Staff Report 297

The Advantage of Transparency in Monetary Policy Instruments

Patrick J. Kehoe | Stanford University, University College London, Federal Reserve Bank of Minneapolis
Andrew Atkeson | Consultant

Revised July 1, 2006

Abstract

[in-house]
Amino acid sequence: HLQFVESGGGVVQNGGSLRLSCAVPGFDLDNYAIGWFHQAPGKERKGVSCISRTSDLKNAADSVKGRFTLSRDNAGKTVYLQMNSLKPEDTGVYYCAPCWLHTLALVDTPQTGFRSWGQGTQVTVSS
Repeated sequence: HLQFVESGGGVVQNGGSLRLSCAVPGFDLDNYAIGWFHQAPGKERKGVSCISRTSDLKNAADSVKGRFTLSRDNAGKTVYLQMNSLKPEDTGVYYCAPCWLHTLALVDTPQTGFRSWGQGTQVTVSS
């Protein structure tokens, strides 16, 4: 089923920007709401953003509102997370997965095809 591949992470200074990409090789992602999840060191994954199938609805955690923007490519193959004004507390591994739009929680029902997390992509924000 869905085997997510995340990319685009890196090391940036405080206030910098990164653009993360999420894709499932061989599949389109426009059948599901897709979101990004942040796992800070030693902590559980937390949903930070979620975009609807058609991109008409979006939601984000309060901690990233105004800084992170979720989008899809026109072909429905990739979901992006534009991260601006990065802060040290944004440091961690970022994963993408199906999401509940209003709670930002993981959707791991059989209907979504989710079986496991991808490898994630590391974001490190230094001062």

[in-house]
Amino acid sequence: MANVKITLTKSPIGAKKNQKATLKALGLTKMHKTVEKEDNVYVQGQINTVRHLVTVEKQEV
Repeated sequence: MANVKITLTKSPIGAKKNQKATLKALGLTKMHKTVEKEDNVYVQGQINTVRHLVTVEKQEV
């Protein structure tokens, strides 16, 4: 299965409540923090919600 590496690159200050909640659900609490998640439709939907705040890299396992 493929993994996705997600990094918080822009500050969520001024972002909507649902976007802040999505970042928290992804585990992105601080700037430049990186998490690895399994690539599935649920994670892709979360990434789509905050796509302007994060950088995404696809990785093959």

Monetary policy instruments differ in tightness—how closely they are linked to inflation—and transparency—how easily they can be monitored. Tightness is always desirable in a monetary policy instrument; when is transparency? When a government cannot commit to follow a given policy. We apply this argument to a classic question: Is the exchange rate or the money growth rate the better monetary policy instrument? We show that if the instruments are equally tight and a government cannot commit to a policy, then the exchange rate’s greater transparency gives it an advantage as a monetary policy instrument.


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